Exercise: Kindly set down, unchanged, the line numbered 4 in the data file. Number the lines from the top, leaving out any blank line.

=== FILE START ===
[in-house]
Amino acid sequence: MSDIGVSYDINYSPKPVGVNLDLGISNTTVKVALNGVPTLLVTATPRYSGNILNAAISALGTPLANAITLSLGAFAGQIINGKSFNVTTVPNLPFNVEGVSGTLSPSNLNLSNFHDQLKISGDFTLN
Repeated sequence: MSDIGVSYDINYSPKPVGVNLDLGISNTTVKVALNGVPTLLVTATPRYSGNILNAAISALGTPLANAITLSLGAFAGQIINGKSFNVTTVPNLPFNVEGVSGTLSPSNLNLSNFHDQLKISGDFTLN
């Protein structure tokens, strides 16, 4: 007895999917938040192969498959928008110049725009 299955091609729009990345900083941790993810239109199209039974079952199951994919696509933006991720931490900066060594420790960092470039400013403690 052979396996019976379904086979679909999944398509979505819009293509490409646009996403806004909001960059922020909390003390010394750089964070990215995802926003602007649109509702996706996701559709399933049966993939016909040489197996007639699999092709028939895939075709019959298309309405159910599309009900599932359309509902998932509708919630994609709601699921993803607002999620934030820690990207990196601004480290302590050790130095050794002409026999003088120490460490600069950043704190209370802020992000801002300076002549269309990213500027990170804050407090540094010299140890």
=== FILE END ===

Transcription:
């Protein structure tokens, strides 16, 4: 007895999917938040192969498959928008110049725009 299955091609729009990345900083941790993810239109199209039974079952199951994919696509933006991720931490900066060594420790960092470039400013403690 052979396996019976379904086979679909999944398509979505819009293509490409646009996403806004909001960059922020909390003390010394750089964070990215995802926003602007649109509702996706996701559709399933049966993939016909040489197996007639699999092709028939895939075709019959298309309405159910599309009900599932359309509902998932509708919630994609709601699921993803607002999620934030820690990207990196601004480290302590050790130095050794002409026999003088120490460490600069950043704190209370802020992000801002300076002549269309990213500027990170804050407090540094010299140890």